Wednesday, April 26, 2023

Sam—a Saxon, on Hulu

The racism Sam Meffire faced in his own native country was so bad, he joined the riot police, for the protection conferred by their reputation. Then the Berlin Wall fell. Yes, he was an East German, but he wasn’t always treated like one. Things were even more complicated after Reunification. Meffire’s story is told, with a don’t-take-it-as-gospel disclaimer in creators Jorg Winger, Christoph Silber, and Tyron Ricketts’ seven-part Sam—a Saxon, which premieres today on Hulu.

For Meffire (the son of a Marxist Cameroonian exchange student, who died under mysterious circumstances), the GDR could be a pretty racist place. His wife Antje and her democracy activist friends understood that, but their first priorities were democratic reforms, like free speech. Consequently, they are shocked when Meffire enrolls in the riot police’s exam, having been inspired by a chance encounter with Major Shreier. As an athlete, Meffire easily passes the physical requirements and Shreier is honest enough to recognize his qualifications.

Of course, the Wall will soon fall, which will force Meffire to start over, but without his estranged wife and their young son. He gets another shot at a law enforcement career with the Dresden police, but it all seems futile when his corrupt superiors keep him sidelined with clerical tasks. However, everything changes with the rise of racist extremism in the former GDR. First, Meffire achieves some personal notoriety as the literal face of an ad campaign for racial tolerance in Saxony. Then he is tapped by the state’s justice minister to put together a task-force targeting the growing National Socialist revival.

Based (somewhat loosely, according to the opening credits) on Meffire’s memoir,
Sam, a Saxon tells a tragic rise-and-fall story. Technically, Meffire is usually right on the issues, but his intransigence and his temper inevitably cause his downfall. In fact, he becomes a violent outlaw, not unlike the criminals he was trying to arrest. Yet, Winger, Silnber, and Ricketts never fully delve into the he-who-fights-monsters-becomes-a-monster irony of his story. Not surprisingly, identity (of the racial, national, East vs. West regional, and social-tribal varieties) overshadows everything.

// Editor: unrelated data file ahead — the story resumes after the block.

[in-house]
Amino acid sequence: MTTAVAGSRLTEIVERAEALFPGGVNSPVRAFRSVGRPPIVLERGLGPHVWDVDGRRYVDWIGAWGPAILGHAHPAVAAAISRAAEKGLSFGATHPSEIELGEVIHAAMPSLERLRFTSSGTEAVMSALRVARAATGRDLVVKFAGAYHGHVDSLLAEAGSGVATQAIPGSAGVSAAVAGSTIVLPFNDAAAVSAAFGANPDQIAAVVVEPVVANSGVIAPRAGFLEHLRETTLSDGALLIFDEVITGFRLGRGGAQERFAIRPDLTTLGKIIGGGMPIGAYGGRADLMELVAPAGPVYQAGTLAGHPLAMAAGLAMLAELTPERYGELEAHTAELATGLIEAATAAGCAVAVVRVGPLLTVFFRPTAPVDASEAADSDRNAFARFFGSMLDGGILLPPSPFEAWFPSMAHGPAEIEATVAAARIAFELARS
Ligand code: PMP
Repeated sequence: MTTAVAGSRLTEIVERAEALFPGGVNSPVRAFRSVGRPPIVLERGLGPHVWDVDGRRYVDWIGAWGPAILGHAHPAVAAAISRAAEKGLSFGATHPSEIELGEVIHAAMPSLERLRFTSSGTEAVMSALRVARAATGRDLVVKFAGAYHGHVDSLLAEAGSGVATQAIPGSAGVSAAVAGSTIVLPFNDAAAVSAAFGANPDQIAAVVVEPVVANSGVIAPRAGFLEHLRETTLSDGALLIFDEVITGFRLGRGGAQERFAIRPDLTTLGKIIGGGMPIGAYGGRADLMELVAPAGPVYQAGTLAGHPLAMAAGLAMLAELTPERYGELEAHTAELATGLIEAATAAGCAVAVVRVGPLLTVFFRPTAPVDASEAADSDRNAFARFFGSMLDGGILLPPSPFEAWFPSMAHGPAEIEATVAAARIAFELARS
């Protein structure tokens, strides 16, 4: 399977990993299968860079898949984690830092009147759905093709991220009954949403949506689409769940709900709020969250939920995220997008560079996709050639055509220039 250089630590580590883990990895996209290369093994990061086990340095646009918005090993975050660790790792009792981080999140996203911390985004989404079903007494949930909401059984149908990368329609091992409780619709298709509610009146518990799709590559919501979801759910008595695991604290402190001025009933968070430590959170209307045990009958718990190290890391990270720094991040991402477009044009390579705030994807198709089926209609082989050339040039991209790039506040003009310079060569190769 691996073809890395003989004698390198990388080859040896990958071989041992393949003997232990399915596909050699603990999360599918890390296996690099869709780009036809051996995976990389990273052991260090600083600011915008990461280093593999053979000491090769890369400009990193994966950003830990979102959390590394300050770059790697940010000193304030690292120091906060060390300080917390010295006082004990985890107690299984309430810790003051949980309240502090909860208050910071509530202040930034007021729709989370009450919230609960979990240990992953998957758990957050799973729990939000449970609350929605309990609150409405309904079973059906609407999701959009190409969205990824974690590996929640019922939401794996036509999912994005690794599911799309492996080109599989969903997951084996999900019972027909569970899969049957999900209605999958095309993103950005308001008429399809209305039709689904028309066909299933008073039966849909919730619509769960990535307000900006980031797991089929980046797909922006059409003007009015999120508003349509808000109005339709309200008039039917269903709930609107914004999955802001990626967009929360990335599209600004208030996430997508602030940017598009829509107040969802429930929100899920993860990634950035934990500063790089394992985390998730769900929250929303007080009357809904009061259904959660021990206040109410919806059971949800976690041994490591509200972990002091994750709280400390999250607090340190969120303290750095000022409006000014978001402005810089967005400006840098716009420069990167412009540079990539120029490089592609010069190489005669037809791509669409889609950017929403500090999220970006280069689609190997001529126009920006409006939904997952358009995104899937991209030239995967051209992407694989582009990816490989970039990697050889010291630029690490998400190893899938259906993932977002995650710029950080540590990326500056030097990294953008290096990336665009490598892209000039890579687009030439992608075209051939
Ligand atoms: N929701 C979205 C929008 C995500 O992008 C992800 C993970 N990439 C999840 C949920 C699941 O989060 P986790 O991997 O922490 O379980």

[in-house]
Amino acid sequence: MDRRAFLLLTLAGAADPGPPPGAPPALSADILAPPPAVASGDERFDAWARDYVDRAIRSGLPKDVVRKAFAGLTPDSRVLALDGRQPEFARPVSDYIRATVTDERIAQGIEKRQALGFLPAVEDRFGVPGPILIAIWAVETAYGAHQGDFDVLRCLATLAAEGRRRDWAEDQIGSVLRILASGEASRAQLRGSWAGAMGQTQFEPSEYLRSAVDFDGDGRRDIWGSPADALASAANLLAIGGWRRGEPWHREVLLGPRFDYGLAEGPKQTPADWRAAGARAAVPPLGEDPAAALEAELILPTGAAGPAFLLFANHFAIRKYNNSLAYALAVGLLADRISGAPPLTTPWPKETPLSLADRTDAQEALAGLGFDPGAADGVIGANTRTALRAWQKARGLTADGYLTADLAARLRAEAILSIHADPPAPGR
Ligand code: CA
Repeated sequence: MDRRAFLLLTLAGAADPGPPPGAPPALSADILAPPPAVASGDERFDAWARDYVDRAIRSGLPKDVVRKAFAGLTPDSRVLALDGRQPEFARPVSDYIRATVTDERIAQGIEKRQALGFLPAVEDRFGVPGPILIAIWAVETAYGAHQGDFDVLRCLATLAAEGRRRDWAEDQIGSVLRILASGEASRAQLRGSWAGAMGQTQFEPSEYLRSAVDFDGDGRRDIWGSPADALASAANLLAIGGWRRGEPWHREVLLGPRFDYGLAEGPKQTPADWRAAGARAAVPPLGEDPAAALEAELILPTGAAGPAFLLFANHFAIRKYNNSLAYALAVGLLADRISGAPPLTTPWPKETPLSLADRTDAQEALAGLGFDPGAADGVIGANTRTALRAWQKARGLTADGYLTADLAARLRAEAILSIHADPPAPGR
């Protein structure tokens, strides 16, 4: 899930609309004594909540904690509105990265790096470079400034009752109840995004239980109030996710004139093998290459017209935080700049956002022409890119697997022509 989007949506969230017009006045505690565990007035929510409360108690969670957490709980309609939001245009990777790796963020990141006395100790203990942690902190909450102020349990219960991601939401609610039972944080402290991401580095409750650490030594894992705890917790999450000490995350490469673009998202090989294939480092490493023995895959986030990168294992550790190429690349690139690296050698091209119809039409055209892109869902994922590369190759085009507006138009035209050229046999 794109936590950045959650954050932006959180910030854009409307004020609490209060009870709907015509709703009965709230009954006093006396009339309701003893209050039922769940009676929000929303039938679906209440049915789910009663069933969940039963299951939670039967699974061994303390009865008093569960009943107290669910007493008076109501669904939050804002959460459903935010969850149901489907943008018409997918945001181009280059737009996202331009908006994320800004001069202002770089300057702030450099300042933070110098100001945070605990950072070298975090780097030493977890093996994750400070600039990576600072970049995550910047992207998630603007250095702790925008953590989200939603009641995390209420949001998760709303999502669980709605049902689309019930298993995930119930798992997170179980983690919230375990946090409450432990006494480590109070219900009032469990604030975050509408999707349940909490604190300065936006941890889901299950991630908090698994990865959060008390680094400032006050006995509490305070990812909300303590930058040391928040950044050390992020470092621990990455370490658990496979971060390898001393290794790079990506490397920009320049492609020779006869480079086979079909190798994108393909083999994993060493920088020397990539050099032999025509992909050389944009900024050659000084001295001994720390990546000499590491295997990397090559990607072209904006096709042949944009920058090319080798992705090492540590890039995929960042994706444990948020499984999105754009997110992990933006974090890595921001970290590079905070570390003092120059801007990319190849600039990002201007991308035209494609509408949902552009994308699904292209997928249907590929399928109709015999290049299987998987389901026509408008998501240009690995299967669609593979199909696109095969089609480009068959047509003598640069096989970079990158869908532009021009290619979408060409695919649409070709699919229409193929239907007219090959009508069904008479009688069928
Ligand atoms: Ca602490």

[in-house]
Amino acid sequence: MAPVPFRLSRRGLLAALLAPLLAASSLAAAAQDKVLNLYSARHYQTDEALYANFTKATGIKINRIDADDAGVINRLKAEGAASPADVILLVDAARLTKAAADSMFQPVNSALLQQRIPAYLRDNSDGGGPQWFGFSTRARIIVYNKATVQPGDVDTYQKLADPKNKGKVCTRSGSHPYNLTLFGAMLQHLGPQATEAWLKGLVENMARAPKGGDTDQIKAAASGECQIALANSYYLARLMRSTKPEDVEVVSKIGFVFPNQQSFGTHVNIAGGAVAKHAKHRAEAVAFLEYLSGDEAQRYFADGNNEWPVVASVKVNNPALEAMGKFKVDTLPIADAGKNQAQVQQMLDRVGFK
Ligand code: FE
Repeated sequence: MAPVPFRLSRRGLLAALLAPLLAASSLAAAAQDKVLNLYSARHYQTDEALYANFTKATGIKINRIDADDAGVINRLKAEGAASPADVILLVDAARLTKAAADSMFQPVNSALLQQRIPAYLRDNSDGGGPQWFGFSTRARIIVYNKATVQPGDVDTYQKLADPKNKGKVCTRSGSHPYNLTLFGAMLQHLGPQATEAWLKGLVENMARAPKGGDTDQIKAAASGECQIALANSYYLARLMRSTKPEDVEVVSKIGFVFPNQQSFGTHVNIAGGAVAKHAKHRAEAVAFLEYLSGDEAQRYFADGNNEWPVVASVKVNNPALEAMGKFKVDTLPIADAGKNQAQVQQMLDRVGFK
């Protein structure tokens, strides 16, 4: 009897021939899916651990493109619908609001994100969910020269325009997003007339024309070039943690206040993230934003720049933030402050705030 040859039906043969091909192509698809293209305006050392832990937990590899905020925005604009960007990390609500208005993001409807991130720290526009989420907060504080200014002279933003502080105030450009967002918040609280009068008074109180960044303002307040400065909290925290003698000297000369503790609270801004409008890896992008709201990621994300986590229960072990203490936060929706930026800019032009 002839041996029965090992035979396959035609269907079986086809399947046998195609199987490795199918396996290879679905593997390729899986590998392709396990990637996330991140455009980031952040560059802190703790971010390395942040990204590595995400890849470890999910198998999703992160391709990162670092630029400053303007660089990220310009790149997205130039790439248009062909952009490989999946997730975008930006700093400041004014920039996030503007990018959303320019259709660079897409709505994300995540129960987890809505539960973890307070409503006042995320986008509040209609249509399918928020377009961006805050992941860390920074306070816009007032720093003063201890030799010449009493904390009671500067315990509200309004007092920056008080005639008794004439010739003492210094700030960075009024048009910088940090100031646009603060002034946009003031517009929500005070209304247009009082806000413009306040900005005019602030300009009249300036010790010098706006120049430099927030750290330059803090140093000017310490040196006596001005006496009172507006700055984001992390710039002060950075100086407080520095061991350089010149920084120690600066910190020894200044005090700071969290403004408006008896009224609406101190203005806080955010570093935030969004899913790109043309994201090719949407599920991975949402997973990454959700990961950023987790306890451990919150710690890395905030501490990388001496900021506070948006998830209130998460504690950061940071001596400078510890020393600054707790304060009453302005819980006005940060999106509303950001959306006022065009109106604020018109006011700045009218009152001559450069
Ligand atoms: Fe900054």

Nonetheless, there are a lot of historical ironies in
Sam, a Saxon, as when Meffire gets jumped by Nazi-identified thugs in the Workers’ Paradise or when former riot police recruits convert to far-right enforcers. This is an epic story, but the flow is a little clunky. The start of each episode tends to skip ahead a few months (or years), with little transitionary exposition, to explain how Meffire got there. It also shows him making the same mistakes over and over. Every episode we see Meffire alienate someone important in his life, because he is so consumed with his work. That might be true to how people are in real life, but the repetitiveness is a problem on-screen.

Regardless, Malick Bauer is terrific as Meffire. He nearly spontaneously combusts from his nuclear brooding, while his charisma truly pops out of the screen. It is easy to understand why he was chosen to be the face of the “I am a Saxon” campaign.

Co-creator-co-writer Ricketts is equally intense as Alex, Meffire’s wiser, more cynical friend and associate in various endeavors somewhat beyond, but not too far outside, proper German society. There are a lot of supporting players in
Saxon, all of whom look seamlessly appropriate to this specific time and place, but very few memorably standout, with the exceptions of Bauer, Ricketts, and maybe Michael Klammer, who is spectacularly sleazy as Ralf Schafer, a mobbed-up businessman Meffire should obviously not get involved with, but we can easily guess he will anyway.

There are plenty of cons to the GDR depicted in
Saxon, as well as a bit of wistful nostalgia for its idealism. However, the immediate post-Unification period is made to look like a period of utter anarchy, like Yeltsin’s Russia crossed with the Balkan wars. It is not a full perspective on Germany at that time, but it is an interesting one to consider. The execution could have been smoother, but the drama of Meffire’s story and Bauer’s forceful performance power through rough patches. Recommended as an ironic cop story rather than a historical document, Sam—A Saxoon starts streaming today (4/26) on Hulu.